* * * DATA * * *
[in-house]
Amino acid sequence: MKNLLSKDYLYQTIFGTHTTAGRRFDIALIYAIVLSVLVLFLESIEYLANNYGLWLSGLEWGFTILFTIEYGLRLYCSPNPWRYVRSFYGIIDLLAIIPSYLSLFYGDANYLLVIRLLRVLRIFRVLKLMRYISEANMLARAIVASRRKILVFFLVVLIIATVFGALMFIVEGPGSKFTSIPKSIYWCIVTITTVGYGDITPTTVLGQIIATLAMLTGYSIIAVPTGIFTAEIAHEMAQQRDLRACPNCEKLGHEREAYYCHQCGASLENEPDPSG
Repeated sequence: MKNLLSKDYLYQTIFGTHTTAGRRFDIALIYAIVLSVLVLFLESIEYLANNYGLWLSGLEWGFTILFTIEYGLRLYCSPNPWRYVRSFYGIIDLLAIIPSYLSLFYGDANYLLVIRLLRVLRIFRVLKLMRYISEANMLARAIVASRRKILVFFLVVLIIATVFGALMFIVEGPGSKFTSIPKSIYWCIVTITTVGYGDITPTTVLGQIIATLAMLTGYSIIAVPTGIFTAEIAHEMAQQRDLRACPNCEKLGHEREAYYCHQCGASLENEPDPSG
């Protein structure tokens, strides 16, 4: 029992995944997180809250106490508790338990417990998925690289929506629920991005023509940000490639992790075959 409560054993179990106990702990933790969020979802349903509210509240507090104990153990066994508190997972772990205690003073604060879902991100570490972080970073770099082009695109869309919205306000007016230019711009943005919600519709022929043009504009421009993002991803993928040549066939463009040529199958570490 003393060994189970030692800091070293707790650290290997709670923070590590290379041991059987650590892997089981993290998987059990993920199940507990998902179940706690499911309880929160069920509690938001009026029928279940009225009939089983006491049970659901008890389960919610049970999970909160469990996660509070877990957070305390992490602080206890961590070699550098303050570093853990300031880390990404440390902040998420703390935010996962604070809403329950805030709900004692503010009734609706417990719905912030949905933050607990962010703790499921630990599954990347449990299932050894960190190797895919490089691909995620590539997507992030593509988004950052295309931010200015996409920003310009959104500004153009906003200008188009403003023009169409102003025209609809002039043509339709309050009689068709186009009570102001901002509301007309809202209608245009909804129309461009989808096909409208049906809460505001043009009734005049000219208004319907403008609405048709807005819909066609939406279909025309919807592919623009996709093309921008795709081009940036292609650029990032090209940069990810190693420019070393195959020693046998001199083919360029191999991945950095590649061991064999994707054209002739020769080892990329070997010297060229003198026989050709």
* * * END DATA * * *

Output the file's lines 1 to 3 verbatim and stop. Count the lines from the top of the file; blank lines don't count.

[in-house]
Amino acid sequence: MKNLLSKDYLYQTIFGTHTTAGRRFDIALIYAIVLSVLVLFLESIEYLANNYGLWLSGLEWGFTILFTIEYGLRLYCSPNPWRYVRSFYGIIDLLAIIPSYLSLFYGDANYLLVIRLLRVLRIFRVLKLMRYISEANMLARAIVASRRKILVFFLVVLIIATVFGALMFIVEGPGSKFTSIPKSIYWCIVTITTVGYGDITPTTVLGQIIATLAMLTGYSIIAVPTGIFTAEIAHEMAQQRDLRACPNCEKLGHEREAYYCHQCGASLENEPDPSG
Repeated sequence: MKNLLSKDYLYQTIFGTHTTAGRRFDIALIYAIVLSVLVLFLESIEYLANNYGLWLSGLEWGFTILFTIEYGLRLYCSPNPWRYVRSFYGIIDLLAIIPSYLSLFYGDANYLLVIRLLRVLRIFRVLKLMRYISEANMLARAIVASRRKILVFFLVVLIIATVFGALMFIVEGPGSKFTSIPKSIYWCIVTITTVGYGDITPTTVLGQIIATLAMLTGYSIIAVPTGIFTAEIAHEMAQQRDLRACPNCEKLGHEREAYYCHQCGASLENEPDPSG